As far as race promoter Donald “Duck” Long is concerned, there’s absolutely nothing wrong with his premier Radials vs. the World class.
Created by Long in 2010 as an official class to prove his beloved radial racers were every bit as good, as fast, and as worthy of respect as any of their slick-tired brethren, RVW initially pitted mostly front-halved, radials-clad rides in direct competition against similarly constructed cars with true 10.5-inch slicks out back.
Over the years, though, radial tires have grown in size to accommodate ever-escalating speeds and 33-inch tall, 10.5-inch wide slicks were allowed to meet similar needs. Additionally, the front-halved cars from both camps gradually began dropping out, giving way to full-tube-chassis machines. Lately, though, Long is feeling tempted to push RVW to even farther reaches.
“I’m almost at this point willing to say if you want to bring any car out, full 17-34.5, full-blown Pro Mod kind of thing to Radials vs. the World, the weights are already set and as long as you meet the weight, I’m almost ready to say we’ll run any door car at all, any Pro Mod, any tire they want to put on it as long as they take the wheelie bars off and meet the weight,” Long stresses.
“You’ve got Pro Boost, Pro Nitrous, Pro Mod, you have all that out there, and that’s still the rest of the world, you know? I mean, I’m not going to sit there and prep one lane just for those guys, though. They’re going to have to go from the way we prep, but if they want to bring out the baddest Pro Mods with whatever size tire they want , I’m almost ready to say, go for it, go ahead and bring it.
“I mean, I feel like under the right conditions, the radial car with no wheelie bars is as fast as anything on the planet. We’ve proved that for the last 10 years, but there’s still some cars out there and there’s still some people with a few doubts in their minds, but I’m ready to finish it off and prove it.”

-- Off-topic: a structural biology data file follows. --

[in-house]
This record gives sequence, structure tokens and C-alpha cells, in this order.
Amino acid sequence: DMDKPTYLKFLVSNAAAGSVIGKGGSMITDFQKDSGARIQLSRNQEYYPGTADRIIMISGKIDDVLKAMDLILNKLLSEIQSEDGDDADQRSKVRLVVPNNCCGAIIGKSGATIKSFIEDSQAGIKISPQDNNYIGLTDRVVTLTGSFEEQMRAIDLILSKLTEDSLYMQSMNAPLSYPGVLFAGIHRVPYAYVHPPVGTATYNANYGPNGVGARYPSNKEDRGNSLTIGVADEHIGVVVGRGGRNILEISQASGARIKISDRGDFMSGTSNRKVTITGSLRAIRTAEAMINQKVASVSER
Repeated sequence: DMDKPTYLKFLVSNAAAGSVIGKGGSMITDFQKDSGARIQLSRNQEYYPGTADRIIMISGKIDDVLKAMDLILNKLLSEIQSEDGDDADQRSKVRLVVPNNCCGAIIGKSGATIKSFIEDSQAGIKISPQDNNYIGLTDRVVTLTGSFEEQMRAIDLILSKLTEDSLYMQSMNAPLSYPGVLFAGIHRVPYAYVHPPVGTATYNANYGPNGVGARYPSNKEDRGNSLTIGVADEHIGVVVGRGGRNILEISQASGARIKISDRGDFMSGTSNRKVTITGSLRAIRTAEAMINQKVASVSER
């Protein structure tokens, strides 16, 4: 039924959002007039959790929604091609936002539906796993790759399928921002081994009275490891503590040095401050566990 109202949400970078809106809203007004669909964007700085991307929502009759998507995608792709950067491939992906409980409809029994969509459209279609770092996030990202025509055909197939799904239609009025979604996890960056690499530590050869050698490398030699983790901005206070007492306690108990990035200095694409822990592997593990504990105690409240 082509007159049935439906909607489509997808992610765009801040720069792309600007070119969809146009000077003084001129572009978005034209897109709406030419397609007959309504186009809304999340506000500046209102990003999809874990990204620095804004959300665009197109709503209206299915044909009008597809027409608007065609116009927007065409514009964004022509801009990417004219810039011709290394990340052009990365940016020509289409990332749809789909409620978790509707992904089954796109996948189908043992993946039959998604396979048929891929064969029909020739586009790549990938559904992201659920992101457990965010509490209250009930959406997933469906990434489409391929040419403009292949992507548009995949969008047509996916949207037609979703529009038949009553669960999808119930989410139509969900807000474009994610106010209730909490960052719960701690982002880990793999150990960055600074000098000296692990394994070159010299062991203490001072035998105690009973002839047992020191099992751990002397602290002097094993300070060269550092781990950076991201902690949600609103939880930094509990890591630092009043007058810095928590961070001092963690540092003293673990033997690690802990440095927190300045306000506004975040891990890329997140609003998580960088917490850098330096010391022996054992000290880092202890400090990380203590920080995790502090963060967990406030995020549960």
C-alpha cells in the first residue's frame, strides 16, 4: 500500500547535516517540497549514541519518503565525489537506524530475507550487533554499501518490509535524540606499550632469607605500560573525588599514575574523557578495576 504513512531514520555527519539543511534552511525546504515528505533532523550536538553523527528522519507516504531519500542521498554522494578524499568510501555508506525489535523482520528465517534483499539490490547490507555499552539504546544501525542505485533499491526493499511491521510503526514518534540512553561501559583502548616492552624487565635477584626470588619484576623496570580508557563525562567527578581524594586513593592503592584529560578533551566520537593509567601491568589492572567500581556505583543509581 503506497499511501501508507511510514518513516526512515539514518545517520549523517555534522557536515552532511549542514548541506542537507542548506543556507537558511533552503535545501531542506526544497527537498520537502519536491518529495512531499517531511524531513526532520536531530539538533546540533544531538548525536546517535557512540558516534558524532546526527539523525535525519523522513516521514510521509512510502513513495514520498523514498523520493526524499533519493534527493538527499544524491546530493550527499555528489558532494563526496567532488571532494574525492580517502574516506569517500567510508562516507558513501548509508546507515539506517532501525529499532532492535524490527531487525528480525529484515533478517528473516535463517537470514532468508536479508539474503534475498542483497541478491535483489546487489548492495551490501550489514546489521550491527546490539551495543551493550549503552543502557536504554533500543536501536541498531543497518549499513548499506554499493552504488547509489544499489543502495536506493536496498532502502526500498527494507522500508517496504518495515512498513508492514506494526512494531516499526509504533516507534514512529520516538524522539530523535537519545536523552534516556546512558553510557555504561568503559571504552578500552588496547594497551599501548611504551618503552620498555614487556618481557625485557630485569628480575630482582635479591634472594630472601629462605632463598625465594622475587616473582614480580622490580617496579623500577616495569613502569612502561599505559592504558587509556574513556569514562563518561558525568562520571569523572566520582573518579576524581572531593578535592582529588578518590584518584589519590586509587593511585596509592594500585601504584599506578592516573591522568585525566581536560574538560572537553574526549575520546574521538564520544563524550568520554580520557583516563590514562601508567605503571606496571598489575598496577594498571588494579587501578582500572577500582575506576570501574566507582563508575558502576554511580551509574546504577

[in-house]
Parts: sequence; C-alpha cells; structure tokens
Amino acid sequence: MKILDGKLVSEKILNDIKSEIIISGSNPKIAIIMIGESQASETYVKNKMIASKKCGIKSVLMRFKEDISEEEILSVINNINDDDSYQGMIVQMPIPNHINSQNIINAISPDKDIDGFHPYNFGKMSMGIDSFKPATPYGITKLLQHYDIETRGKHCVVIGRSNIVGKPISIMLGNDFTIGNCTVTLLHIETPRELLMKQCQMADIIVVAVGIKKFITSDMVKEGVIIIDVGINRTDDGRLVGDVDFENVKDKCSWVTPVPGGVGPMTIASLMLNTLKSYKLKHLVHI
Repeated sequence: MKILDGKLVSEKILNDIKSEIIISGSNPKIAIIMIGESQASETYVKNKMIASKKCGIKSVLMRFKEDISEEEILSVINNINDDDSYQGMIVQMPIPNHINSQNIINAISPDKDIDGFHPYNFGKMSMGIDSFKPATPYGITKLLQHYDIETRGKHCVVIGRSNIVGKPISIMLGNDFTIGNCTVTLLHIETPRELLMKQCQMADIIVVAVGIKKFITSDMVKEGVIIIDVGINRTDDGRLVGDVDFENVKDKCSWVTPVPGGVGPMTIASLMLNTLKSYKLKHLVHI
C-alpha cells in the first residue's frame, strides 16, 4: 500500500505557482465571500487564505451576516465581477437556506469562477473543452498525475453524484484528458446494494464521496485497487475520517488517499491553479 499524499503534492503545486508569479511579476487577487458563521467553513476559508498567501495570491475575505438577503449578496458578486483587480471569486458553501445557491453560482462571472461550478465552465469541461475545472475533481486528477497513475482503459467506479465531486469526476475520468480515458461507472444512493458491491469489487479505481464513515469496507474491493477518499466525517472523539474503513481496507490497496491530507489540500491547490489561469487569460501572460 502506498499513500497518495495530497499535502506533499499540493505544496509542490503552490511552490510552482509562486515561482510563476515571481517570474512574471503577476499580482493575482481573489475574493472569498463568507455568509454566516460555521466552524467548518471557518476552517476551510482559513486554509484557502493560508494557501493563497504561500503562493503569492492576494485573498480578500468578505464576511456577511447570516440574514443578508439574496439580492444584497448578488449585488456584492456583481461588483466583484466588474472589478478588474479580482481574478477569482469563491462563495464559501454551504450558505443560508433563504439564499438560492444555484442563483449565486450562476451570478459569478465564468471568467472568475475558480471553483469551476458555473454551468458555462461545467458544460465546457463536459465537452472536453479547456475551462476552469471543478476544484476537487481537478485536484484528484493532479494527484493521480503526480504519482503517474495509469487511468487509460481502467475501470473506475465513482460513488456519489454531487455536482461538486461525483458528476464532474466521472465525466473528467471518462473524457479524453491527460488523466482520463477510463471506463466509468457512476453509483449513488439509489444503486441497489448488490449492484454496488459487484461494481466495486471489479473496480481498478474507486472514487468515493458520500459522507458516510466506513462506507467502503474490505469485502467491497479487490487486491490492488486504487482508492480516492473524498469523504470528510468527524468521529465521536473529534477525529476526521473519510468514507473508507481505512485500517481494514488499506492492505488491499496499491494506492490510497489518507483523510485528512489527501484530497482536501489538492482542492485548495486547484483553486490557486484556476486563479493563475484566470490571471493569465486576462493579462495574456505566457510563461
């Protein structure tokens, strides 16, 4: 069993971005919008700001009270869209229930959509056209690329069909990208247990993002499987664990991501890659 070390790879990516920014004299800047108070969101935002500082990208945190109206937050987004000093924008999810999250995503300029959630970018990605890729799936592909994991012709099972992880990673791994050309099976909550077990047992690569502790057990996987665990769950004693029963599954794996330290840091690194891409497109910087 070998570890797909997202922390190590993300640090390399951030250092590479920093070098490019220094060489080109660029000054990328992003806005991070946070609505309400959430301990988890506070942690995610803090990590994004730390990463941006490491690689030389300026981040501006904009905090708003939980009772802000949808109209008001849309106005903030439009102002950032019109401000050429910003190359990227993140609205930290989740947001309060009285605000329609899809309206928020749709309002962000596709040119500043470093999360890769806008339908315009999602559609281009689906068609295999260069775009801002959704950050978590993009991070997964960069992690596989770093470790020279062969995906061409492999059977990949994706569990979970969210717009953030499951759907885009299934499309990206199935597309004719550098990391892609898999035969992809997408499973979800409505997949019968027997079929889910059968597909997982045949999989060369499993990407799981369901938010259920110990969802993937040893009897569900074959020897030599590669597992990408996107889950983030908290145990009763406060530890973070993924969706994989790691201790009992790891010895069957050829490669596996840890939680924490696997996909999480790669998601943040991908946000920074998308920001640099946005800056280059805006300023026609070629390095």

One side effect of inviting all comers, however, is that newcomers who accept the RVW challenge may force traditional hitters to the sidelines or at least to lower classes on the Duck X Productions roster. Already, stars like Mark Micke, winner of the inaugural RVW Sweet 16 event, multi-time class finalist Tim Slavens, and perennial contender Mark Woodruff have abandoned RVW in favor of Pro 275 competition. Significantly, all three run traditional-style cars with original body panels and at least remnants of their original chassis.
Regardless, Long recognizes a potential upside here, too.
“I actually like it because there’s no difference in engine combinations or transmission combinations between Radials vs. the World or Pro 275, so I think that you want to have top names in both classes. I mean, realistically, any of those guys could change to a brand-new, state-of-the-art, round-tube chassis and roll right back into RVW. They just choose not to take it to that next step as far as the car goes.
“I like have legitimate stars in Pro 275, too, because if you have Pro 275, but no stars in it, no characters, then it’s not worth anything,” he continues.
Established Duck X racer movement can work in the opposite direction, too, as evidenced by J.D. Campbell, a longtime X275 competitor who this weekend at No Mercy 11 made his Pro 275 debut.
“I like having some of the great guys, the household names over there in Pro 275 because people are coming out to watch not only who’s the baddest on a 315 tire, but who can get it done on that smaller 275 tire, too,” Long says. “To me, one’s just as exciting to the other.”
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